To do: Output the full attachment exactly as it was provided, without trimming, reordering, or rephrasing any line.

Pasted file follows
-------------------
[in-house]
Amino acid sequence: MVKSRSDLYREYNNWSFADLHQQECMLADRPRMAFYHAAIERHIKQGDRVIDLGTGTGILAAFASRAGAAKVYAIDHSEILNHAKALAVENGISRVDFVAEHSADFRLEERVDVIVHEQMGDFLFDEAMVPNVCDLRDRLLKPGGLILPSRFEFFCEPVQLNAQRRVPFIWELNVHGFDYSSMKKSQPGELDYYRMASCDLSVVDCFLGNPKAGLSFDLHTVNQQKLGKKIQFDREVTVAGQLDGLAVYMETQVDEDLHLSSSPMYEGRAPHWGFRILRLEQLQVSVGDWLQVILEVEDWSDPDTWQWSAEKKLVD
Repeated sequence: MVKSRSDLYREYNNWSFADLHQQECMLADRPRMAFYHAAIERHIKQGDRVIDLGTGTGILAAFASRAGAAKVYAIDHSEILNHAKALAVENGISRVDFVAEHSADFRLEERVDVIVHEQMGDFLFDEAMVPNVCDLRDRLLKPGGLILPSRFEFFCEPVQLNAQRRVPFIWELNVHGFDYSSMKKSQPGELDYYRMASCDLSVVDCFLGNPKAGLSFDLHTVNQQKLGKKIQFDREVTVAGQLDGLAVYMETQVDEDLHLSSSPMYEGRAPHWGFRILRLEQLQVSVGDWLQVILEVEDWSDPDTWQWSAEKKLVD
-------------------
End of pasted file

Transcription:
[in-house]
Amino acid sequence: MVKSRSDLYREYNNWSFADLHQQECMLADRPRMAFYHAAIERHIKQGDRVIDLGTGTGILAAFASRAGAAKVYAIDHSEILNHAKALAVENGISRVDFVAEHSADFRLEERVDVIVHEQMGDFLFDEAMVPNVCDLRDRLLKPGGLILPSRFEFFCEPVQLNAQRRVPFIWELNVHGFDYSSMKKSQPGELDYYRMASCDLSVVDCFLGNPKAGLSFDLHTVNQQKLGKKIQFDREVTVAGQLDGLAVYMETQVDEDLHLSSSPMYEGRAPHWGFRILRLEQLQVSVGDWLQVILEVEDWSDPDTWQWSAEKKLVD
Repeated sequence: MVKSRSDLYREYNNWSFADLHQQECMLADRPRMAFYHAAIERHIKQGDRVIDLGTGTGILAAFASRAGAAKVYAIDHSEILNHAKALAVENGISRVDFVAEHSADFRLEERVDVIVHEQMGDFLFDEAMVPNVCDLRDRLLKPGGLILPSRFEFFCEPVQLNAQRRVPFIWELNVHGFDYSSMKKSQPGELDYYRMASCDLSVVDCFLGNPKAGLSFDLHTVNQQKLGKKIQFDREVTVAGQLDGLAVYMETQVDEDLHLSSSPMYEGRAPHWGFRILRLEQLQVSVGDWLQVILEVEDWSDPDTWQWSAEKKLVD